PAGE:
The Book of Life
I am writing for the Ladies’ Home Missionary Class (myself included). We are taking up Revelation and have a comment on chapter 3:5 which has disturbed us. The comment reads: “The Book of Life appears to be a record of all who profess to be believers, whether born again or not. God accepts them on their profession, and then demands the evidence of a transformed life as a proof of reality. Those who are Christians in name only will have their names removed from the Book of Life. No true Christian will suffer this fate; instead his name will be confessed by Christ before God the Father and the holy angels.”
Some discussion arose from this statement, and such questions were asked, as for example: “Would God write a name, then blot it out, why go to that extent?” Also, “Fancy a book in Heaven smeared through as this one would have to be.”
Many years ago brother McClure spoke here on Revelation, and as I remember it, he spoke of the blotting out as something similar to what churches do when a member leaves, in contrast to which God writes the believer’s name permanently.
We certainly would appreciate any help you can give us on this disturbing question.
Christian love to you and yours from all of us.
The Book Of Life
The Book of God in the Old Testament apparently refers to a record of both the righteous and the sinner (Ex. 32:32), and to the possibility of certain names being blotted out; this stands in contrast to the references to the Book of Life in the New Testament.
The term actually occurs five times in the New Testament, once in the Epistle to the Philippians and four times in the Book of the Revelation. (It should be noticed that the rendering Book of Life in Revelation 22:19, should read Tree of Life).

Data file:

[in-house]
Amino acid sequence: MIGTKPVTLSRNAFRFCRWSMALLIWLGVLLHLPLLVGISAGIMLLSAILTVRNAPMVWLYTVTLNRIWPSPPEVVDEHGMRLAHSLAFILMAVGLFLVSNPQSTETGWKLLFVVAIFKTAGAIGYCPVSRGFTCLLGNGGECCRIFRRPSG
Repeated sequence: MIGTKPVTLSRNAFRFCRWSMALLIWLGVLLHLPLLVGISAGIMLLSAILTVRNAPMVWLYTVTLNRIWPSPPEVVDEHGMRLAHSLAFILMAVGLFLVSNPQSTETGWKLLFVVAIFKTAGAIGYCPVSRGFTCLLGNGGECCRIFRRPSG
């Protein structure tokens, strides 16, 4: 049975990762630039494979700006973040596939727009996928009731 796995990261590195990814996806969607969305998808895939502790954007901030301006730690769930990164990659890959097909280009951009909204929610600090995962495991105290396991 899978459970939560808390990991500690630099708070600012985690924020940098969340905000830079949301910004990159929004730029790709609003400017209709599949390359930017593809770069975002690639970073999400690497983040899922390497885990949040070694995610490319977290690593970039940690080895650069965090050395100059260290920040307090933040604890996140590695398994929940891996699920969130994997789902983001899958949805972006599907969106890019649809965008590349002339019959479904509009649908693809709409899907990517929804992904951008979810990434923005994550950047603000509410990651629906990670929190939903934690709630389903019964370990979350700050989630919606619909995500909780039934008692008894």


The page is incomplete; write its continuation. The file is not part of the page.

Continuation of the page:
An examination of four of these references reveals that in three out of the four, the record contains only the names of the redeemed.
Revelation 13:8, distinguishes between the believer and the unbeliever, and asserts that the names of believers were written in the Lamb’s Book of Life before the foundation of the world; they were chosen in Christ in that indefinite past (Eph. 1:4); whereas the names of the unbelievers are not written in the book.
Revelation 20:5, implies that only the names of the saved are recorded in the Book of Life, and the same idea is carried over into Revelation 20:12.
Philippians 4:3 definitely gives the same impression, only believers are recorded in this divine register of the living.
With these references being so clear, we must accept the reference in Revelation 3:5 to imply the same, and seek an explanation in accord with this conclusion.
To state in an arbitrary way, as does one expository of The Revelation, “In chapter 3:5, the Book of Life is the record of Christian profession; in chapter 13:8, the Book of Life is the record of reality. In the former the true and the false are found; in the later the true only,” is, to say the least, inconsistent and sets one reference at variance with another.
The statement, “I will not blot his name out of the Book of Life,” is one meant to give absolute assurance. In the Greek this sentence has a double negative. The Lord Jesus used a similar double negative in one of His public addresses, saying, “Him that cometh unto Me, I will in no wise cast out” (John 6:37). The full force of His words being, “Him that cometh unto Me I will never no never cast out.” In this passage in Revelation, the Lord is giving the same assurance. “I will never no never blot his name out of the Book of Life.”
This promise was made to the church of Sardis which suggests the time of the Reformation, that period of church history when the Church of Rome stormed and threatened with excommunication all she classed as heretics. These words of assurance implied that although saints be expelled from the professing church, and their names be blotted out of the church roll, God would not erase them from His records, the Book of Life.